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Editor's choice

Mar 10, 2014

Download your free copy of our special issue "New ways to teach and learn physics", which is packed with the latest techniques, tips and trends in physics education

In depth: Culture, history & society

Technology whose time has come

Joshua Pearce describes how open-source appropriate technology is bringing simple and life-changing devices to people all over the world

Moving the goalposts


Robert P Crease finds that a new book on string theory offers progress for the philosophy of science

Fantastic Foods

A breathtakingly beautiful book of food photos by the physicist, entrepreneur and chef Nathan Myhrvold

Longing for Laputa

Robert P Crease wonders whether scientists shouldn't rule the world after all

Shedding new light on old art

Martin Fischer shows the benefits for the art world of the laser-based technique of pump–probe microscopy

A flame of ambition: Caroline Harper

Sightsavers chief executive and physics graduate Caroline Harper on blinding trachoma, impostor syndrome and how her father’s death spurred her career change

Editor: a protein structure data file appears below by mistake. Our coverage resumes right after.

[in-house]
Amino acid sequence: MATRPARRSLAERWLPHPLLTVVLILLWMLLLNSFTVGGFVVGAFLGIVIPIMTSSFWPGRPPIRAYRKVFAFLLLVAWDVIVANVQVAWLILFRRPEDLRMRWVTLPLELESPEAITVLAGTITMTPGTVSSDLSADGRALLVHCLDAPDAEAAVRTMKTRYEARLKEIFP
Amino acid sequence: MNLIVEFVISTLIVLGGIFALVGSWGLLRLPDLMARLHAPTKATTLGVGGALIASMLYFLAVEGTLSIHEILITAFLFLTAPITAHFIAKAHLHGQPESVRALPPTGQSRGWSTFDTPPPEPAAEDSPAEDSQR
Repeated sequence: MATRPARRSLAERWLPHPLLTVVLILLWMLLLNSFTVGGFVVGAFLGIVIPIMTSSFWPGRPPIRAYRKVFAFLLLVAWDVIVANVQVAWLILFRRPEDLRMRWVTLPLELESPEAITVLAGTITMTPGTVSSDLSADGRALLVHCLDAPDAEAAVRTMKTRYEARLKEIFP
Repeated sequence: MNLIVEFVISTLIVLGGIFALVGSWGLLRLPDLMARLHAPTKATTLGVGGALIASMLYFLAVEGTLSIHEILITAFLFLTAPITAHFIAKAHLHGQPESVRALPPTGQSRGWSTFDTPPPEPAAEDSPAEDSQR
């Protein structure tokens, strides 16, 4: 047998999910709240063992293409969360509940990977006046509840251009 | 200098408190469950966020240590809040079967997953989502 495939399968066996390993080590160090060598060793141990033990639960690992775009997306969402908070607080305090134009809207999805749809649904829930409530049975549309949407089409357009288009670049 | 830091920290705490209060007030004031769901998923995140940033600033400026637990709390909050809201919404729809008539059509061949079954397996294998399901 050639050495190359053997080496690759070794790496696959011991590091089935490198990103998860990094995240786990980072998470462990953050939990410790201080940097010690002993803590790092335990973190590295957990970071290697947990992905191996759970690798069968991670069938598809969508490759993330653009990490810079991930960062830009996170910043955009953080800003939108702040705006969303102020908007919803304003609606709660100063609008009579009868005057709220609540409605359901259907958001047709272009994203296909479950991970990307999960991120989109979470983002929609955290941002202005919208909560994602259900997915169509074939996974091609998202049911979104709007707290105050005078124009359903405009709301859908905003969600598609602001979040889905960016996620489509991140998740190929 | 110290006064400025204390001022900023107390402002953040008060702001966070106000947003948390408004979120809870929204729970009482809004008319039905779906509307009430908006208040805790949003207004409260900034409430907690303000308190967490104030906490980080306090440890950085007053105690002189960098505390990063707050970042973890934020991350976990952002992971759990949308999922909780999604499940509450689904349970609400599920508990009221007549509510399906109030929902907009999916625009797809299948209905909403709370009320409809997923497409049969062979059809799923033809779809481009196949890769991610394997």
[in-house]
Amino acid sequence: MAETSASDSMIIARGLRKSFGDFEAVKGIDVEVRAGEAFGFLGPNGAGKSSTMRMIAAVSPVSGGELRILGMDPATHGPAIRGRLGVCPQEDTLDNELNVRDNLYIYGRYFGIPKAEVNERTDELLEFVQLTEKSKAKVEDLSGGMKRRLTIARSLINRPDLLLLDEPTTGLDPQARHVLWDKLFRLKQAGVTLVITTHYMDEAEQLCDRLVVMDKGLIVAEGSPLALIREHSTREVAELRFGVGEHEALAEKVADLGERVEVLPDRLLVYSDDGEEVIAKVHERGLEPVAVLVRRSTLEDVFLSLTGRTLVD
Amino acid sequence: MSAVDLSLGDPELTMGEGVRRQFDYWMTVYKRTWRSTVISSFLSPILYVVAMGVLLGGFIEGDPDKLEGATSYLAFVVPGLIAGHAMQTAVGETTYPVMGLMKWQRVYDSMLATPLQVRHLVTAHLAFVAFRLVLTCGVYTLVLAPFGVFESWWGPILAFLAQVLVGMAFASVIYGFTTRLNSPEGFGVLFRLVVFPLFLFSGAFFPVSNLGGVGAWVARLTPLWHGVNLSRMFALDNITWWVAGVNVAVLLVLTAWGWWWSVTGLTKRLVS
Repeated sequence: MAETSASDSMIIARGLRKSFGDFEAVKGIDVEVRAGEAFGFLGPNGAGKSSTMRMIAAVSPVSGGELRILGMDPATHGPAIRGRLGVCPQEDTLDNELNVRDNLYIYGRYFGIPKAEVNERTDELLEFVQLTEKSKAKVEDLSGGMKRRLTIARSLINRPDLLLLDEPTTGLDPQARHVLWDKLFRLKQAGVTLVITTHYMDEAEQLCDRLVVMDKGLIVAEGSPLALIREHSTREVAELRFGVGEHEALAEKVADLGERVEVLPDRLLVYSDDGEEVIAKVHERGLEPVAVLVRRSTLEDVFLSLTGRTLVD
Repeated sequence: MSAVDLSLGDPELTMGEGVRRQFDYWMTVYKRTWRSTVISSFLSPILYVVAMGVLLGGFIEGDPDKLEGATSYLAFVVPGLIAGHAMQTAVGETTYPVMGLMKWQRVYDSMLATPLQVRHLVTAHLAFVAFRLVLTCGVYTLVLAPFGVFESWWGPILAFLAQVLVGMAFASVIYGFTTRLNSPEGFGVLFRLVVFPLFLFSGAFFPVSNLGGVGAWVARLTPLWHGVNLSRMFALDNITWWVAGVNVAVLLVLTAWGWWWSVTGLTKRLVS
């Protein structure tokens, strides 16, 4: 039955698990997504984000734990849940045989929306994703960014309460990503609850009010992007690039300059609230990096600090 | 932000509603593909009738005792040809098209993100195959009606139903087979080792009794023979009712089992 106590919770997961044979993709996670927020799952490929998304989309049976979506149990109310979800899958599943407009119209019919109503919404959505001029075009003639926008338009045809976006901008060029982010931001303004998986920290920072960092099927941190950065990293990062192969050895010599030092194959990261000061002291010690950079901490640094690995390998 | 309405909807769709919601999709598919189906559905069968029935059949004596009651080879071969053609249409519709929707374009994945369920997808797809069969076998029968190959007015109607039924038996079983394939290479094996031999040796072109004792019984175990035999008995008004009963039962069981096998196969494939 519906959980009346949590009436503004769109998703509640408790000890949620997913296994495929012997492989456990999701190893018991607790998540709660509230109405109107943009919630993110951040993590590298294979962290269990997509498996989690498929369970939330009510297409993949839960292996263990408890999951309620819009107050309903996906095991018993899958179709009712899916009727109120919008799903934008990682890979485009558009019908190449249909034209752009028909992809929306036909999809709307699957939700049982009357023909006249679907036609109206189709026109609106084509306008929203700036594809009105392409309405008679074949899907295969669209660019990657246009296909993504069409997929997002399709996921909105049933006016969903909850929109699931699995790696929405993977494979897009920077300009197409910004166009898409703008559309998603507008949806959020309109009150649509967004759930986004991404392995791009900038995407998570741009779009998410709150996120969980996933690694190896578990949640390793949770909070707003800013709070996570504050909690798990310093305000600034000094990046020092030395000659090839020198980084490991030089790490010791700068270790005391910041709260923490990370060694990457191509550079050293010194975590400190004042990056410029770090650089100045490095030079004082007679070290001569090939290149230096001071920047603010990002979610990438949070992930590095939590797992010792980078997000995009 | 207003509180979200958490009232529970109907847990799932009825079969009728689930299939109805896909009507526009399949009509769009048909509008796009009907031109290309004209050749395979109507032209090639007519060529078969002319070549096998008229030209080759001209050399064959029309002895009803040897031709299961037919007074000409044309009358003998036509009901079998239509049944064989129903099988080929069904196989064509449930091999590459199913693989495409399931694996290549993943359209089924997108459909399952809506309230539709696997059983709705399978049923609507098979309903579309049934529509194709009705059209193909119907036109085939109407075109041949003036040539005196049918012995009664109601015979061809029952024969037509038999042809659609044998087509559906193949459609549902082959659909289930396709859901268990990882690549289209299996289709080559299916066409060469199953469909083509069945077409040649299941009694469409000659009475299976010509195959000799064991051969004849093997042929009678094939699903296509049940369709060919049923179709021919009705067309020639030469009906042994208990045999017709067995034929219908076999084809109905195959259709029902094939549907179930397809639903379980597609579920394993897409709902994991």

Wrong turns and dead ends

Len Fisher reviews a book about the mistakes made by great scientists throughout history, including Darwin, Kelvin and Einstein

A romantic scientist

A "magnificent and superior" biography of the 19th-century Danish scientist Hans Christian Ørsted, reviewed by Anja Skaar Jacobsen

Between the lines: Christmas special

Books about the mathematics in The Simpsons, vanishing starry nights, medical physics, big questions and some very weird life forms, reviewed by Tushna Commissariat, Margaret Harris and Sharon Ann Holgate

Making sense of Oppenheimer

Ray Monk’s landmark biography of “father of the atomic bomb” J Robert Oppenheimer, reviewed by Robert P Crease

In search of the real Stephen Hawking

Stephen Hawking's new memoir, plus an anthropological study of how Hawking interacts with his colleagues and assistants, reviewed by Margaret Harris

Letting the sunshine in

A book about “sustainable” strategies for providing food and energy to a future population of nine billion, reviewed by Alison Walker

Web life: Empirical Zeal

A blog about physics and evolutionary biology that packs a quantitative punch

Politics or physics?

Gerard DeGroot reviews Churchill’s Bomb, Graham Farmelo’s new book on Winston Churchill and the atomic bomb project

Between the lines

Books about the Fresnel lens and an unsung heroine of rocket science, reviewed by Margaret Harris